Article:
Proactive screening and detection help to battle breast cancer

Photo by Navy Mass Communication Specialist 1st Class Kyle Steckler
Photo by Navy Mass Communication Specialist 1st Class Kyle Steckler

Proactive screening and detection help to battle breast cancer

by Douglas H. Stutz
NHB/NMRTC Bremerton Public Affairs Officer

There is perhaps no better way to emphasis the Military Health System’s ‘Women’s Health’ theme for October than to recognize that it is also Breast Cancer Awareness month.

“The primary purpose of this annual campaign is to increase awareness of this disease,” said Marde Buchart, lead mammography technologist for Navy Medicine Readiness and Training Command (NMRTC) Bremerton’s Radiology Department.

National Institutes of Health’s National Cancer Institute projects that by the end of 2020, more than 276,000 women will be diagnosed with invasive breast cancer, resulting in more than 42,000 deaths from the disease. In fact, according to the NCI, breast cancer remains the second leading cause of cancerous death for American women -- preceded only by skin cancer deaths.

 “It’s estimated that one in eight women will experience some type of breast cancer during their life time,” added Buchart, stressing that all her patients need to be proactive and get their annual mammogram screening accomplished on a timely basis. 

“Our message to everyone is not wait for any symptoms to appear. Get screened because early detection saves lives,” Buchart said.

Yet as patient and provider alike can affirm, there are really no tell-tale signs or symptoms. This is why annual screening is advocated. When the tumor is small, it is much easier to treat. The most common physical sign is a painless lump. Breast cancer can also spread to underarm lymph nodes causing a lump or swelling. Other possible – albeit less common – indicators include breast pain and/or heaviness; persistent changes such as swelling, thickening, or redness of the skin. If anything is noticed or felt, timely evaluation by a physician is recommended.

“Although I am new to this position, it is a position which I feel is especially challenging and rewarding,” shared Buchart, who previously served as an x-ray and CT technologist at NMRTC Bremerton. “As a mammographer, I can now focus much more intently on detection and prevention of (the) disease.”

Buchart attests that if any type of breast cancer is diagnosed early and is followed by aggressive treatment before the cancer spreads, the five year survival rate for breast cancer is over 85 percent.

“Our radiologists here are all working aggressively every day to diagnose, keep on top of the best available treatments and work together to all those involved to try and eradicate any cancer,” remarked Buchart.

Research has found that cancers discovered during early screening exams are often smaller in size and more likely to be confined to the breast. When considering the size and likelihood of spread, the importance of early detection becomes obvious.

“Earlier to catch, earlier to treat,” agreed Navy Hospital Corpsman 3rd Class Kyra James, of NMRTC Bremerton Radiology department.

The NCI recommends monthly breast self-examinations and periodic clinical breast examinations for younger women and annual mammograms starting at age 40. However women with risk factors for breast cancer, such as certain changes in the BRCA1 or BRCA2 gene or certain genetic syndromes may be screened at a younger age and more often. Breast cancer risk does vary by age, race, and ethnicity. Compiled ACS statistical evidence attests that breast cancer risk increases as a woman ages until the seventh decade.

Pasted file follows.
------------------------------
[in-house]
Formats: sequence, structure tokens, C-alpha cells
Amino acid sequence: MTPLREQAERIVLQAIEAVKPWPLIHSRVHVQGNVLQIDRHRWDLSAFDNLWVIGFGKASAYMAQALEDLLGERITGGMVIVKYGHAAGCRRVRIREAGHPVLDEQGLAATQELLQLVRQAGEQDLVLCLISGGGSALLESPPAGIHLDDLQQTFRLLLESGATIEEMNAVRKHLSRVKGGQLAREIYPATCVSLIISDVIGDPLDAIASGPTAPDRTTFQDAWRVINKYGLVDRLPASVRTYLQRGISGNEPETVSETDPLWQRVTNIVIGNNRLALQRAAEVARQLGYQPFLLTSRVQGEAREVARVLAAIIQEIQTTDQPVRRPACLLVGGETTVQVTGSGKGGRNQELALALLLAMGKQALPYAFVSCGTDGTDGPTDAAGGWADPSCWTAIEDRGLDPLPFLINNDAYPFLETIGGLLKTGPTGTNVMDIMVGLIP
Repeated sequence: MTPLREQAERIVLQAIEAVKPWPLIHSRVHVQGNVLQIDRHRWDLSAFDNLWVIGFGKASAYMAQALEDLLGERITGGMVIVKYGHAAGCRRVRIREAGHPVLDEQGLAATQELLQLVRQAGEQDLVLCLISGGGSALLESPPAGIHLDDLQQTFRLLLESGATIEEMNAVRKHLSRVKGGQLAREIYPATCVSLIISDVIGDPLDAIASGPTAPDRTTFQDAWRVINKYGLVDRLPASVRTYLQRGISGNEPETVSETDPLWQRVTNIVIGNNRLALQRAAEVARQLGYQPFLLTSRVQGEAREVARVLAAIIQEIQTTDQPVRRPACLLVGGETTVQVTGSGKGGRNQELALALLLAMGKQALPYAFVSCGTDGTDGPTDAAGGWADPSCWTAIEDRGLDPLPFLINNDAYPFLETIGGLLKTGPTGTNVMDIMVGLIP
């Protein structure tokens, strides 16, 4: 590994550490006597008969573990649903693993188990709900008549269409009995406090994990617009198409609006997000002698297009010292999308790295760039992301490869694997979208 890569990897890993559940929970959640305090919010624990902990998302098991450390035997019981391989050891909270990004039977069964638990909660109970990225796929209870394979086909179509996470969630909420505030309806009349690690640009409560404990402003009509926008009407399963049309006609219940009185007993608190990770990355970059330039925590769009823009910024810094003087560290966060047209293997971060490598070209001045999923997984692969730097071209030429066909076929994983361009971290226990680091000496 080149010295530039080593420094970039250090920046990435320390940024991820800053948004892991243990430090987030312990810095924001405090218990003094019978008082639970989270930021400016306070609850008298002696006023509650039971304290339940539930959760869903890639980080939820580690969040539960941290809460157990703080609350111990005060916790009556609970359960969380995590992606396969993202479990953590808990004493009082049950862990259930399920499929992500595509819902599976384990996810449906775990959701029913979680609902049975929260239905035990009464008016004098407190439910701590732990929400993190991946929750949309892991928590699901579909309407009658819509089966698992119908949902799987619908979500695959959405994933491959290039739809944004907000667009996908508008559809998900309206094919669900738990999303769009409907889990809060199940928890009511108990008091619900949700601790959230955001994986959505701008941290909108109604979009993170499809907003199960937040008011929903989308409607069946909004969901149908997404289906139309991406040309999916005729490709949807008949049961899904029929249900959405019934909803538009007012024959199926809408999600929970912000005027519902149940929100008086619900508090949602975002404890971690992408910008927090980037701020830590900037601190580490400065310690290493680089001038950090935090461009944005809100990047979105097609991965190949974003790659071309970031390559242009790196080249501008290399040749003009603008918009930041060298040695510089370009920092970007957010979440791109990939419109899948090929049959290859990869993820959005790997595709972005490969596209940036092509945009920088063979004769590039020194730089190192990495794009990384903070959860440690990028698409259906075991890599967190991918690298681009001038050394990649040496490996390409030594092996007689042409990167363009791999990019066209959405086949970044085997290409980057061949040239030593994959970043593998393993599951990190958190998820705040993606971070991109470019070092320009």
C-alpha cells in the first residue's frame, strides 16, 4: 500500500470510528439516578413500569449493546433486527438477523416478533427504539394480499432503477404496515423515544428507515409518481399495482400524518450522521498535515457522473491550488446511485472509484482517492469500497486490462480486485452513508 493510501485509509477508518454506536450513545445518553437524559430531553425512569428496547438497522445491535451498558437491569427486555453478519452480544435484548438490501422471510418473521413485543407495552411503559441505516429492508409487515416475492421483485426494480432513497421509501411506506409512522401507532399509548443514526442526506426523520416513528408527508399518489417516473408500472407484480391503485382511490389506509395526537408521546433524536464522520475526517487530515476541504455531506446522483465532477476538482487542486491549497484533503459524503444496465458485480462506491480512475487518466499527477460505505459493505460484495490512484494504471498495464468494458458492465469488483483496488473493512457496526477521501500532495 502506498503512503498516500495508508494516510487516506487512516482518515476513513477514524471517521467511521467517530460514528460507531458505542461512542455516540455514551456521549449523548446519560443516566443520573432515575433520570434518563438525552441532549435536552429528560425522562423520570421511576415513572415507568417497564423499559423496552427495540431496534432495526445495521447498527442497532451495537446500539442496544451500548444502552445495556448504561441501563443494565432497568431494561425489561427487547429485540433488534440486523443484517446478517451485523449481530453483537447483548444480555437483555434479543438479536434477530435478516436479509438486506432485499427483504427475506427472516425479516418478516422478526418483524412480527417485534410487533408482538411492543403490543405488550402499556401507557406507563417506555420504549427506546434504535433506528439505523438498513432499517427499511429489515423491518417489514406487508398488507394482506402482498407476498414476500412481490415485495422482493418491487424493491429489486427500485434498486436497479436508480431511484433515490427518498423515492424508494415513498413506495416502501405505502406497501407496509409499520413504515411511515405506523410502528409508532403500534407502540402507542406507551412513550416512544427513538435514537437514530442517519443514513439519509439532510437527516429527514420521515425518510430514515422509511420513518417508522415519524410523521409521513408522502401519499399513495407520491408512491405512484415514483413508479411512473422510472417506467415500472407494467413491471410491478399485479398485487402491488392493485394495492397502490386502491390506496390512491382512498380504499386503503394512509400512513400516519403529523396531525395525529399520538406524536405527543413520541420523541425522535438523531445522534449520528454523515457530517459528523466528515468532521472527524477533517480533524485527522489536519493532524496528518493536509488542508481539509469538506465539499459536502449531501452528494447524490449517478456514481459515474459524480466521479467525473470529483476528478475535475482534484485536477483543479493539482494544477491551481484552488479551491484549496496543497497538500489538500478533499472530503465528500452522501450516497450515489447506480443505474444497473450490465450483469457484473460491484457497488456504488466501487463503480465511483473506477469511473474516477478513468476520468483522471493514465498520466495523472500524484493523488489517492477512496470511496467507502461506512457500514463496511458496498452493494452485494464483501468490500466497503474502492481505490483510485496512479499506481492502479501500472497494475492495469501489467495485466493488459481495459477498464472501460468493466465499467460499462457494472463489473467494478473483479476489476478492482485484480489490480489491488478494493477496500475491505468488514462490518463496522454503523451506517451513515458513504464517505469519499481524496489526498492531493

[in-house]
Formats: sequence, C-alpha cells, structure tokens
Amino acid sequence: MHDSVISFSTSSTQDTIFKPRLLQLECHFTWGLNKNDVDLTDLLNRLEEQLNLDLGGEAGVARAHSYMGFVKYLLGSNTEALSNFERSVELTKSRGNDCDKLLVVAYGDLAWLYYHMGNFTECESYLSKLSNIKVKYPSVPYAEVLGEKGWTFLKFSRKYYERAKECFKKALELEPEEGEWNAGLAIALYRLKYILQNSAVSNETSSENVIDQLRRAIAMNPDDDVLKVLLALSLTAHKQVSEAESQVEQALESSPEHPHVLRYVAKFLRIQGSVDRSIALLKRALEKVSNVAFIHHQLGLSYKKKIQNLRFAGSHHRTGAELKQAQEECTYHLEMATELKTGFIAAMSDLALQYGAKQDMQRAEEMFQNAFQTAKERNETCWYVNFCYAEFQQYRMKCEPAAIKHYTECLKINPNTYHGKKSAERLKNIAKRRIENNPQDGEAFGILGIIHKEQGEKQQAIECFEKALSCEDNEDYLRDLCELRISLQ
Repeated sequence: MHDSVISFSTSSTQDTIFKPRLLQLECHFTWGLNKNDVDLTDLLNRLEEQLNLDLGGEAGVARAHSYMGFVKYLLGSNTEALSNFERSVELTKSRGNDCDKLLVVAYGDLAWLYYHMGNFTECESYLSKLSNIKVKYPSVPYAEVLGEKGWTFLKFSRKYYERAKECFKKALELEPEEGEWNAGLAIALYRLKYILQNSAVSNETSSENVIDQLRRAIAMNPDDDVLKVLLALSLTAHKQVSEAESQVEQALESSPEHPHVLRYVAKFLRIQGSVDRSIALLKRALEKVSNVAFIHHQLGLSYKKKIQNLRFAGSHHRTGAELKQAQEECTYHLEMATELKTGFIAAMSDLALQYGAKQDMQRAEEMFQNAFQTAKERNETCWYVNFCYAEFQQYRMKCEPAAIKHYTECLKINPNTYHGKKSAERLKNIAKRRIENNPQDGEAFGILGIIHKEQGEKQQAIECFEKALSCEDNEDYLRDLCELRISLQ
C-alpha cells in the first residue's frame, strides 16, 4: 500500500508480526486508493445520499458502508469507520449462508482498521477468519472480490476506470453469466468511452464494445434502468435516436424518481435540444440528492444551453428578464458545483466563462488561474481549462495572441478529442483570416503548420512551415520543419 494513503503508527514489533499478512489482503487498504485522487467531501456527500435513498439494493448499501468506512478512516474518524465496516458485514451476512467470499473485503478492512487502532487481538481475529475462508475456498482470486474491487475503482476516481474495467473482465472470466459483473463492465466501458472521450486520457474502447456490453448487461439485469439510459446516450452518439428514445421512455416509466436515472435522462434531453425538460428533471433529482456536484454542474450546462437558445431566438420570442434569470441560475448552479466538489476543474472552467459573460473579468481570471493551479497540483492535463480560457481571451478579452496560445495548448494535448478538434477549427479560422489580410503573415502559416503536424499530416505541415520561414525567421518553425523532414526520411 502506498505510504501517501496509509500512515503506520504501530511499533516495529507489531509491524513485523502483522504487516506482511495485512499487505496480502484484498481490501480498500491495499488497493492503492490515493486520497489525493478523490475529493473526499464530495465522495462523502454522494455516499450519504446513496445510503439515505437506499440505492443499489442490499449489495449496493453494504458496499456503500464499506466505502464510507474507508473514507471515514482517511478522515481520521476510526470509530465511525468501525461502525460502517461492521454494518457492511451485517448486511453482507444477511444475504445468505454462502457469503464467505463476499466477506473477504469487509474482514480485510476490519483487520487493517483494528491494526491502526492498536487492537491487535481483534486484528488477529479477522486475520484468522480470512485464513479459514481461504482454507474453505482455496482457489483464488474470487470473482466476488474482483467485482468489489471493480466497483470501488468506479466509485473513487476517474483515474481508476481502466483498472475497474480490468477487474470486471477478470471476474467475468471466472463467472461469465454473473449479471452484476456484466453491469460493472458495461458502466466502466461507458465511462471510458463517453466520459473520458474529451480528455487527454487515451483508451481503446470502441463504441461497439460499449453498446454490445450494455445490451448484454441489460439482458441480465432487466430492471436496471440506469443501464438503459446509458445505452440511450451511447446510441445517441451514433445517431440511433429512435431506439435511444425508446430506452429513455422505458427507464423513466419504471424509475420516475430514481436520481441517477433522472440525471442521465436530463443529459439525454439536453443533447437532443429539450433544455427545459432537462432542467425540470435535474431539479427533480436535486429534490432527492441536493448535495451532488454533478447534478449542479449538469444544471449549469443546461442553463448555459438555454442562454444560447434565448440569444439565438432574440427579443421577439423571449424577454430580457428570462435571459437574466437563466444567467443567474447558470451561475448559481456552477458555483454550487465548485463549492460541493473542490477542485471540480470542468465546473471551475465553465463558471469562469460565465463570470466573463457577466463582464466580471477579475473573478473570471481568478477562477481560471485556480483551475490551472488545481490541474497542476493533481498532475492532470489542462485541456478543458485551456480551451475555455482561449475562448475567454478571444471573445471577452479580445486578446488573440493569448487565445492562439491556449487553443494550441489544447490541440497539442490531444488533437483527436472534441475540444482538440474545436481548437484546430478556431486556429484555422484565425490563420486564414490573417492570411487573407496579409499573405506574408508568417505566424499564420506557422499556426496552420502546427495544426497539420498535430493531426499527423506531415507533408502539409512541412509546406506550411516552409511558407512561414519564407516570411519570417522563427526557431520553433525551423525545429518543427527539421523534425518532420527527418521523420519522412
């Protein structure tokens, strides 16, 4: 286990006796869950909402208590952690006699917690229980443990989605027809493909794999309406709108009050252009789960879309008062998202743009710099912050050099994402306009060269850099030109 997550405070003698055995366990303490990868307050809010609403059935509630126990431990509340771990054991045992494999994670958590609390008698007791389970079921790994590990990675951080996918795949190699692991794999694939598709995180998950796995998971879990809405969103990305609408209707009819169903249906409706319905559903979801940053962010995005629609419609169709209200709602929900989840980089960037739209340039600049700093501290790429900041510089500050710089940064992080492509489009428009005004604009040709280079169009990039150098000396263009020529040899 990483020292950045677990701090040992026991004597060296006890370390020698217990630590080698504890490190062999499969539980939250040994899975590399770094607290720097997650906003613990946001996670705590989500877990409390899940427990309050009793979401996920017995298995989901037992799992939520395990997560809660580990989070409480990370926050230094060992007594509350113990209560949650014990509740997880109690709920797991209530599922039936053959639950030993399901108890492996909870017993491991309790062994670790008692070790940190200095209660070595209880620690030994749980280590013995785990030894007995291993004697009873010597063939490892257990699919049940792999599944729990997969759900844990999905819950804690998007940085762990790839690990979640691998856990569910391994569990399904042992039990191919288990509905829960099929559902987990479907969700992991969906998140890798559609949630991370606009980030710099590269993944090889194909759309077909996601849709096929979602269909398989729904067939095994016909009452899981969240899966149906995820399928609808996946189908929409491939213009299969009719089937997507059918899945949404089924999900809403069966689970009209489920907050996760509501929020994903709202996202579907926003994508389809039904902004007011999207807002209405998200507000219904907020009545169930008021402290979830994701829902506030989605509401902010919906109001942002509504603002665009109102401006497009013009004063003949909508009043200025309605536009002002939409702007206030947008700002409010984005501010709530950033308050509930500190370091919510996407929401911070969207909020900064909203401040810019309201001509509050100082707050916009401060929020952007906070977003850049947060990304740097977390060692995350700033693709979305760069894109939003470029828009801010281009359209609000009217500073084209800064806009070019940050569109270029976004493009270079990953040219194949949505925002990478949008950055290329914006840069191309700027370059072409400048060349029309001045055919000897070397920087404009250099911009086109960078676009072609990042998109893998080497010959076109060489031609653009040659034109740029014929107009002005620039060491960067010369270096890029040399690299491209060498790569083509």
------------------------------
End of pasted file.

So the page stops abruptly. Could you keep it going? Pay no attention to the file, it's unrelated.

The risk factors for women include family history and genetic predisposition of breast cancer, reproductive factors such as pregnancy, fertility drugs, hormonal birth control; and excess body weight, physical activity, and nutritional habits.

Men aren’t immune either, although cases in men are less common. Similar to women, male breast cancer risk increases with age, and there are also risk factors such as radiation exposure, family history of breast cancer and obesity.

According to the NCI, women aged 50 to 69 years who have screening mammograms have a lower chance of dying from breast cancer than women who do not have screening mammograms. And fewer women are dying annually of breast cancer in the United States, but it is not known whether the lower risk of dying is because the cancer was found early by screening or whether the treatments were better.

The benefits of digital mammography are many. It allows the radiologist to review electronic images of the breast using special high-resolution monitors. Objects can be magnified for close ups of specific areas of interest, adjusted brightness, increased or decreased contrast and inverted the black and white values while reviewing the images in order to thoroughly evaluate and focus on any specific area of concern, such as small calcifications, masses and other subtle signs. Being able to manipulate images is one of the major benefits of digital technology because it makes it easier to detect breast cancers.  As soon as the image is taken it can be transmitted internally in real time to be reviewed by the radiologist.

Additionally, there is enhanced connectivity capabilities utilizing the DoD’s electronic health record MHS GENESIS, which allows for timely support to other military treatment facilities with the new system.

“Our goal is to someday live in a world where breast cancer has no control over our lives,” Buchart stated. “It’s my belief we can do that.”

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